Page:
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Surprising Science

The Woman Who Couldn’t Hear Music and the Woman Who Couldn’t Stop

Two strange Oliver Sacks stories about the mind and music from Musicophilia: Tales of Music and the Brain.
Do you hear what I hear? (MÓNICA MORALES)

It’s not that she was deaf. She could hear normally. It’s just that music made absolutely no sense to her — to her it was “somewhere between unintelligible and excruciating,” according to renowned psychiatrist and neurologist Oliver Sacks. He had never seen anything like it before. And the fact that everyone else could made the woman feel like a freak. That is, until she learned that she had a neurological condition called amusia and was put in touch with others who share it.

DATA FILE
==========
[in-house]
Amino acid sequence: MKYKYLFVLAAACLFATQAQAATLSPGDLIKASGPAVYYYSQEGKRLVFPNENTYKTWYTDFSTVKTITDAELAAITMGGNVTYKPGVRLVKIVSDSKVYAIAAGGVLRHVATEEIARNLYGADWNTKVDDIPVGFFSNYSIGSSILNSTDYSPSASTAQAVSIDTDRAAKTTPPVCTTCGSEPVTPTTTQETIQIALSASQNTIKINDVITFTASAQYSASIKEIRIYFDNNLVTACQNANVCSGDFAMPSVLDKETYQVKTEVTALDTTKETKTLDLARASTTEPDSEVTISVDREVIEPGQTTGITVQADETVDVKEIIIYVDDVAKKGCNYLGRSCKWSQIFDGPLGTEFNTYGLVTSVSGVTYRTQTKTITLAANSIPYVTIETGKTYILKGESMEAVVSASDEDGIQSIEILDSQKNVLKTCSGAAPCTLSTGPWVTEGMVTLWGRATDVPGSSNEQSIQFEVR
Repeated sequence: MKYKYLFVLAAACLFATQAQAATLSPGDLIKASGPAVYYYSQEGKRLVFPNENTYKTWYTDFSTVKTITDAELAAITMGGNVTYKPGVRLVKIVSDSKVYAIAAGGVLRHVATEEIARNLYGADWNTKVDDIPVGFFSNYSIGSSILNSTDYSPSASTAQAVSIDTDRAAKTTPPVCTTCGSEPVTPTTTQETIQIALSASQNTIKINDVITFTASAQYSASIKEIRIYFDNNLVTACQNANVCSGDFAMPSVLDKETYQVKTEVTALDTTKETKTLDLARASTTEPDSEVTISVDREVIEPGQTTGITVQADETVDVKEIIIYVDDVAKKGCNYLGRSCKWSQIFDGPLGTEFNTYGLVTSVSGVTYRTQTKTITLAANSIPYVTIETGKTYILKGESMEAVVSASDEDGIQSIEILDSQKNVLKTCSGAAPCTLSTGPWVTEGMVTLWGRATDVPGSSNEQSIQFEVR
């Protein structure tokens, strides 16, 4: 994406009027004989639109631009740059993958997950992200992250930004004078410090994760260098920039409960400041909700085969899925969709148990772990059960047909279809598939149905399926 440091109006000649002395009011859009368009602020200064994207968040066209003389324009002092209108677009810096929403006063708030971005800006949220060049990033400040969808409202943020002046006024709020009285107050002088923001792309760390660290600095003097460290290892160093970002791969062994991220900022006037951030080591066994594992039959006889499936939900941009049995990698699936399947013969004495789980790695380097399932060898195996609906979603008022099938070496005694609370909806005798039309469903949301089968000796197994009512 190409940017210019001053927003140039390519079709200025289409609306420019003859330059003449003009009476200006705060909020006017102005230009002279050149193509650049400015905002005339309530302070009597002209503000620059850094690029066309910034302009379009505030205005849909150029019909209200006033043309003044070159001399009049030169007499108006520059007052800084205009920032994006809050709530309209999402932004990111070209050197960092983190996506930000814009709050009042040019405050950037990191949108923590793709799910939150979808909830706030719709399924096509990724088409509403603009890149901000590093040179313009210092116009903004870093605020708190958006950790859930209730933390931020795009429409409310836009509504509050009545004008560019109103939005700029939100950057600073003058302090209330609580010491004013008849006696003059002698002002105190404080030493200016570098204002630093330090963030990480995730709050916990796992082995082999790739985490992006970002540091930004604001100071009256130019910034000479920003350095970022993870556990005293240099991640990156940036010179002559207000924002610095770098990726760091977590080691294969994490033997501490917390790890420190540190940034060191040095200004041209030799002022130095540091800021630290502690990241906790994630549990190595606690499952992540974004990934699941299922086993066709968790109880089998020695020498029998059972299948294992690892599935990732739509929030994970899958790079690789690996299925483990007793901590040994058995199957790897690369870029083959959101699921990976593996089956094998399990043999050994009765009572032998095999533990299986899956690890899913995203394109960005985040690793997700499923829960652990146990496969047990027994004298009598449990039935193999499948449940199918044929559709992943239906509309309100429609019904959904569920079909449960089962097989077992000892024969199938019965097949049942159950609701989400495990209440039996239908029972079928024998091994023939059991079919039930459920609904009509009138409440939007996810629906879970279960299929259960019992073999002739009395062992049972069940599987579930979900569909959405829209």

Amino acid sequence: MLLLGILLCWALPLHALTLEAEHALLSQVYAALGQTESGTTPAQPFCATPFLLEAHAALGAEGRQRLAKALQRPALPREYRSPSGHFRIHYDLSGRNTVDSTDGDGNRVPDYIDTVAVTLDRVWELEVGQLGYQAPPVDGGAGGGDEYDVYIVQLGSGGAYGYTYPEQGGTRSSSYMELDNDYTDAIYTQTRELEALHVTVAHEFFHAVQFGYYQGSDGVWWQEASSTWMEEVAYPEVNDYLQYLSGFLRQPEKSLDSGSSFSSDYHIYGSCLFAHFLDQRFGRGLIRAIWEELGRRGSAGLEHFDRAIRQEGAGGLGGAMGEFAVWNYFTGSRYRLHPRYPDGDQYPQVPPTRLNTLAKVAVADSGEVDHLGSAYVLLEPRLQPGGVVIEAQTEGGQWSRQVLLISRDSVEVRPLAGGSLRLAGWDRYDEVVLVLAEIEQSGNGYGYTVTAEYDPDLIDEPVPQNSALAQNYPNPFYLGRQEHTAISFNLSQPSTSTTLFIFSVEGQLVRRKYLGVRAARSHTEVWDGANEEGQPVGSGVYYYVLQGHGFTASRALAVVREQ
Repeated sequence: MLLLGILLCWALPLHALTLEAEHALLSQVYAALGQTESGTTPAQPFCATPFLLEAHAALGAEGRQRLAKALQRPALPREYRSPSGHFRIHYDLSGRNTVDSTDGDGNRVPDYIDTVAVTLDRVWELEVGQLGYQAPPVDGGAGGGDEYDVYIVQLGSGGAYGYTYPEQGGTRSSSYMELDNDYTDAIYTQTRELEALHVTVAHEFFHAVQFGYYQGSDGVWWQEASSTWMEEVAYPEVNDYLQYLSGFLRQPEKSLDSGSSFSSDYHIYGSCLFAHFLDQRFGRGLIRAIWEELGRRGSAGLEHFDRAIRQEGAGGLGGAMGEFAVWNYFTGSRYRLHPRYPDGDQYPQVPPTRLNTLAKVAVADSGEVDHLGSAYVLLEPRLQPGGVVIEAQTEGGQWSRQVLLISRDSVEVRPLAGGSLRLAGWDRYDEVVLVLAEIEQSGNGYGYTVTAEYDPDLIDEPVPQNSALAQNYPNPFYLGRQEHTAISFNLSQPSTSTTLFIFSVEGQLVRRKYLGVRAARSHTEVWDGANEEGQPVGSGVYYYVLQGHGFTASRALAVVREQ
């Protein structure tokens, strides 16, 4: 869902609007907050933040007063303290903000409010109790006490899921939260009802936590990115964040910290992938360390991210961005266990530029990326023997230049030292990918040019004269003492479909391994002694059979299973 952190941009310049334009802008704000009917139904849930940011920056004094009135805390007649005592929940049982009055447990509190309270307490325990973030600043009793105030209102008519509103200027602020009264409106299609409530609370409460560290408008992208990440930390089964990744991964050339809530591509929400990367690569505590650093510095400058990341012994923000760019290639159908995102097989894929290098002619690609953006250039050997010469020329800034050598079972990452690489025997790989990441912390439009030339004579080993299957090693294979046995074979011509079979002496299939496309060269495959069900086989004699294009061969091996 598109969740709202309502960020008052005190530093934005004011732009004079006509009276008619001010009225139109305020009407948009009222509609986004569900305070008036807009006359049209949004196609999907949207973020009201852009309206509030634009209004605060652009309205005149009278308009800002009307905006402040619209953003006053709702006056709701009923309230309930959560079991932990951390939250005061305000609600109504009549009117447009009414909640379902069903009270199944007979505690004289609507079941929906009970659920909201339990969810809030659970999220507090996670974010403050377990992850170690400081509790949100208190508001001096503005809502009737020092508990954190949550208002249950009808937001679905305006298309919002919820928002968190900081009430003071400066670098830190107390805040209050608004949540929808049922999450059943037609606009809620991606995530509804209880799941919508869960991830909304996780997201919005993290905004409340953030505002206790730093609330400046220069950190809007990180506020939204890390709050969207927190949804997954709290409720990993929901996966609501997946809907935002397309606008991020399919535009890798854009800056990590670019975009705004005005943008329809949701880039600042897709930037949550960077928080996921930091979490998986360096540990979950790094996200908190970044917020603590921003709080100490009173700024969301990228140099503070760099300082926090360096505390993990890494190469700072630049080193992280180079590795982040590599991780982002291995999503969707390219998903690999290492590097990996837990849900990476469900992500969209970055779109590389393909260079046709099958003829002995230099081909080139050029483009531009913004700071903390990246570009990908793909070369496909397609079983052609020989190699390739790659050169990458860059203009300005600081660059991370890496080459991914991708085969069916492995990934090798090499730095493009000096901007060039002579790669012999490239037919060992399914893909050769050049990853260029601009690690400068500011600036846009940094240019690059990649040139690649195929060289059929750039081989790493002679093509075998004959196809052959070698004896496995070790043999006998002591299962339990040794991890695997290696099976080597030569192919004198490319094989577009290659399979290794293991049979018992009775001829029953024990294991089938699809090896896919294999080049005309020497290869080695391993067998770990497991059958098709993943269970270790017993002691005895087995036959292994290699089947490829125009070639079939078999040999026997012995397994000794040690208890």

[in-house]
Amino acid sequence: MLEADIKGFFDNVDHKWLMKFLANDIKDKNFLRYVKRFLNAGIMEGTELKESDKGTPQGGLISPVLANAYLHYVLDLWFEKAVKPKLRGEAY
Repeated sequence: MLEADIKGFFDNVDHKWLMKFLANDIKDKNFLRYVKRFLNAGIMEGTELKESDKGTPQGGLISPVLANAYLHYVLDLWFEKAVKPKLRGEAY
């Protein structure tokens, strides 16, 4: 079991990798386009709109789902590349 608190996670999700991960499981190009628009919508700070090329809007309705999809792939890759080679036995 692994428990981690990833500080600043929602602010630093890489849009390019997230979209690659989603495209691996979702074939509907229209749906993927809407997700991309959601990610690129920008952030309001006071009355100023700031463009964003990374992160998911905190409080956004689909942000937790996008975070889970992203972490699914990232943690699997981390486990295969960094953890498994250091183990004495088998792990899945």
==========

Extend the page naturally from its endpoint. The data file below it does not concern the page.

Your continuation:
And then there was a woman who kept hearing old songs that weren’t there. She heard them so clearly she went looking in vain for their source in the world around her. But that’s not where they were — something in her brain was playing them just for her. (She was better-off, at least, than the man who hallucinated terrifying Nazi marching songs he’d heard during his Jewish childhood in 1930s Germany.) 

The late Dr. Sacks was fascinated with music and the brain, and these are just two bizarre stories from one of his bestsellers, Musicophilia: Tales of Music and the Brain.


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